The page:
A leader for the City Council

September 02, 2007

The Baltimore City Council president has to be a den mother and a watchdog at the same time. There's the care and feeding of 14 sometimes wayward members of the council, and then there's the job of running the weekly meeting of the Board of Estimates, where the city's spending decisions are made and where the mayor has the votes - but the council president has the chair and the megaphone that goes with it.

It takes different skills to manage these tasks, and not a few former council presidents found it to be a sometimes frustrating experience. Some have been gadflies; some have been go-along get-along types. Neither variety is what the city needs right now. Rather, the ideal council president will bring:

A sharp eye to the important checks-and-balances role.

Insight into the whirl of issues confronting Baltimore, plus those just around the corner.

The wisdom to be both an effective guide of the legislative process and a partner to the mayor - when partnership is appropriate.

We believe that Michael Sarbanes is the favorite on the first two points, and we have confidence that he can master the third.

His principal opponent in the Democratic primary, incumbent Stephanie C. Rawlings-Blake, is well-liked by many of the current members, and it's easy to see why, given the unruffled way she has run the council this year. She and Mayor Sheila Dixon have endorsed each other. In the eight months since she took on the job, she has been more visible and active than she was in the preceding 12 years as a regular member, which is to her credit.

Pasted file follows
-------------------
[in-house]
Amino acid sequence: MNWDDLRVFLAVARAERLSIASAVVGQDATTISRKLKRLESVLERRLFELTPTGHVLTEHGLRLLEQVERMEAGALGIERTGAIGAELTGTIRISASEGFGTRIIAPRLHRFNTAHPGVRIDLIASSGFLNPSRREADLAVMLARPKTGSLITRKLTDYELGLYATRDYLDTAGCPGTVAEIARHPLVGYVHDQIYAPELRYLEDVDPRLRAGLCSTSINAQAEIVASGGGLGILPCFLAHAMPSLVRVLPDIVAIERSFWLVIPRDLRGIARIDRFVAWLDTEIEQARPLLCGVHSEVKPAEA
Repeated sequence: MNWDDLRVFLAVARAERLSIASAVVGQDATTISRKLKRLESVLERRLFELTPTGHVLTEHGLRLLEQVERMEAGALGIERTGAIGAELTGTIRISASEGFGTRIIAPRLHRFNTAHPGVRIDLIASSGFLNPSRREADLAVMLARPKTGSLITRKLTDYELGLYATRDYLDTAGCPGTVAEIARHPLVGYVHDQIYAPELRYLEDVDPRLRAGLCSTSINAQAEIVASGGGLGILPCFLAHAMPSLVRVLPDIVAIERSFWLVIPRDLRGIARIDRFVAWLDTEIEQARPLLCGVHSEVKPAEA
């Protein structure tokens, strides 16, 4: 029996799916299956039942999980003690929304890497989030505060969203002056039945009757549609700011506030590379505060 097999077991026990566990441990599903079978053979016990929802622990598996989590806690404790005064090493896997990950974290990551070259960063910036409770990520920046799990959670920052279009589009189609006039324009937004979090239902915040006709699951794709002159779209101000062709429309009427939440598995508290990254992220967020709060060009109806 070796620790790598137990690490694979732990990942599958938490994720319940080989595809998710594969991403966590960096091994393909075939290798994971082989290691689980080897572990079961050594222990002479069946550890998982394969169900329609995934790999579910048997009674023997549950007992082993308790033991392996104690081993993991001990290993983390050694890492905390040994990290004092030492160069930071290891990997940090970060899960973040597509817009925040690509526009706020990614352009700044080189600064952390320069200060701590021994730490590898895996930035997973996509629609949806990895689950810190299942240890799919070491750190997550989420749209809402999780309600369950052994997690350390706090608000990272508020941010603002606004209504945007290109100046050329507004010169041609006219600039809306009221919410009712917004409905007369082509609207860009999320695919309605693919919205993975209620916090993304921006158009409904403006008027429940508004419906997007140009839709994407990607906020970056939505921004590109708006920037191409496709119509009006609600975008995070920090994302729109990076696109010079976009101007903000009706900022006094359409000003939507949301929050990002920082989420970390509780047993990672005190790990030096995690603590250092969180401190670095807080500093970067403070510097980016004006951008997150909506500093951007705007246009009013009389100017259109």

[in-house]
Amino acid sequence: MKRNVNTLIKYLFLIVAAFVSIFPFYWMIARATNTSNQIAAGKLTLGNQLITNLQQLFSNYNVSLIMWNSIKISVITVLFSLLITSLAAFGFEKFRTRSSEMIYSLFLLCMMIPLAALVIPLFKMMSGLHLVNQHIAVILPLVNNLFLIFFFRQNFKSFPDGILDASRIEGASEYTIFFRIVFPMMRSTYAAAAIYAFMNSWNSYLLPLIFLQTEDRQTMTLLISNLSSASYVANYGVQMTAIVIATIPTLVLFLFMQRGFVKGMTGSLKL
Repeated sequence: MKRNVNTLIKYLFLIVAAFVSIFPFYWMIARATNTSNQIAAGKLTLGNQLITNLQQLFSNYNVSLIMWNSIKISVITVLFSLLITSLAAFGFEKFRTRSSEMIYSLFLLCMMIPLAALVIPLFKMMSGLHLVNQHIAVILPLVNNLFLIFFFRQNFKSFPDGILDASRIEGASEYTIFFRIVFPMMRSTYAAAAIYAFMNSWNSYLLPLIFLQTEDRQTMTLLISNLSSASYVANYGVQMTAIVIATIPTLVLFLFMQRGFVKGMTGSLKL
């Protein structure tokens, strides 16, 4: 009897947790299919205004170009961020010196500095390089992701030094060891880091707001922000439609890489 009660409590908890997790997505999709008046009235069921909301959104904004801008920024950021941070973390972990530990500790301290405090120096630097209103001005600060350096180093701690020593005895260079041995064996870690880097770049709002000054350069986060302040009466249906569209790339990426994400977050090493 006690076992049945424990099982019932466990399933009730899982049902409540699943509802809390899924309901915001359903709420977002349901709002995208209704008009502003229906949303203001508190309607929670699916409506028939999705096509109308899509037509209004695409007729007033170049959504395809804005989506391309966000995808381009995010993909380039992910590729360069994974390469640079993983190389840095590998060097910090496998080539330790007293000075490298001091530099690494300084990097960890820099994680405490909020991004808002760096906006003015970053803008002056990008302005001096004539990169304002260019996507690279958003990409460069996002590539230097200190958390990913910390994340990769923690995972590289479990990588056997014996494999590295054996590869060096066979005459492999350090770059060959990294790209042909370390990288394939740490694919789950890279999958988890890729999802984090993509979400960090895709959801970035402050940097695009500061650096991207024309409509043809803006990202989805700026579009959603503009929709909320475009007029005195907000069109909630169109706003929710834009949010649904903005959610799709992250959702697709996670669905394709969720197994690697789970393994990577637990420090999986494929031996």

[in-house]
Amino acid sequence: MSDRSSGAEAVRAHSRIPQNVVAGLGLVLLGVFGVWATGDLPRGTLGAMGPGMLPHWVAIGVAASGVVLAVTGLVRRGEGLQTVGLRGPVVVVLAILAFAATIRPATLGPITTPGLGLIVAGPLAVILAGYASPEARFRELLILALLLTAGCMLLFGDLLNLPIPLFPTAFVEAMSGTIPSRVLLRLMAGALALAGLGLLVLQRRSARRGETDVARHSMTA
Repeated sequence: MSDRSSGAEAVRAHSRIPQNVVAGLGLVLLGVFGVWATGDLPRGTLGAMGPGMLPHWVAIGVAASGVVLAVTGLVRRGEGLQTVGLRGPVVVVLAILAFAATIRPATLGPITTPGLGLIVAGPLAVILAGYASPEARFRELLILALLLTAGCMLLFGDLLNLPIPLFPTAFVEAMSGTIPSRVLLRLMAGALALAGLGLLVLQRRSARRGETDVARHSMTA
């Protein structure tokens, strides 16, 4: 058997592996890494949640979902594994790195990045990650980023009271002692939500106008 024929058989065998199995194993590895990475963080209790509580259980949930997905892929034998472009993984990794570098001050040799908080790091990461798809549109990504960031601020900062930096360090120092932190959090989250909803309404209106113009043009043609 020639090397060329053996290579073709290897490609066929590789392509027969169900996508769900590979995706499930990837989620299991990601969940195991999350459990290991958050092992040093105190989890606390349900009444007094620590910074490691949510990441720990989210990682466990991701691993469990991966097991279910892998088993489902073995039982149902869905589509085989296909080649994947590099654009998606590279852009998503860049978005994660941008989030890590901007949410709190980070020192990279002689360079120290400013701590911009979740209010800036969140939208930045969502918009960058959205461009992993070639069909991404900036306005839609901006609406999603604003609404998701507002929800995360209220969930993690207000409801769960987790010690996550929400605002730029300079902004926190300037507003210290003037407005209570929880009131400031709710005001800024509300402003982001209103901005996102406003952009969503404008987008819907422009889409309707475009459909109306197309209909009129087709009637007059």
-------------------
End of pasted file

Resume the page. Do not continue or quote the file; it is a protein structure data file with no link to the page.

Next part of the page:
But her chief role, before this year, was as floor manager of Mayor Martin O'Malley's legislative package. She is an insider, and not an ineffective one - but, especially with a City Hall veteran as mayor, an infusion of fresh and independent thinking in this important office would bring a positive dose of creative tension to city government.

Another candidate, Kenneth N. Harris Sr., is a City Council member with an independent streak, and he displays an admirable passion and energy. He takes some credit for pushing the revitalization of two shopping centers in his district - Loch Raven and Belvedere Square - and pays particular attention to truancy and other children's issues.

But one advantage Mr. Sarbanes has is that, as current director of the Citizens Planning and Housing Association, he knows the whole city well. He is brimming with ideas. Of course he is helped in this race by having a distinguished Maryland politician as a father, but the same goes for Ms. Rawlings-Blake. (That's former U.S. Sen. Paul S. Sarbanes and Del. Howard P. Rawlings, for anyone who's new to town.)

We like his idea of enlisting churches to sponsor parishioners in rehabbed houses; we like his understanding of the value of commercial development and growth, and of the possibilities that beckon; we like his urgent sense that Baltimoreans "are trapped by a set of expectations that's well below what we're capable of."

Mr. Sarbanes would shake things up, and he'd also try to keep a few feet to the fire. That can be a tricky job to pull off successfully in a strong-mayor system such as Baltimore's - but we suspect it's what the city needs at this significant crossroads in its history.

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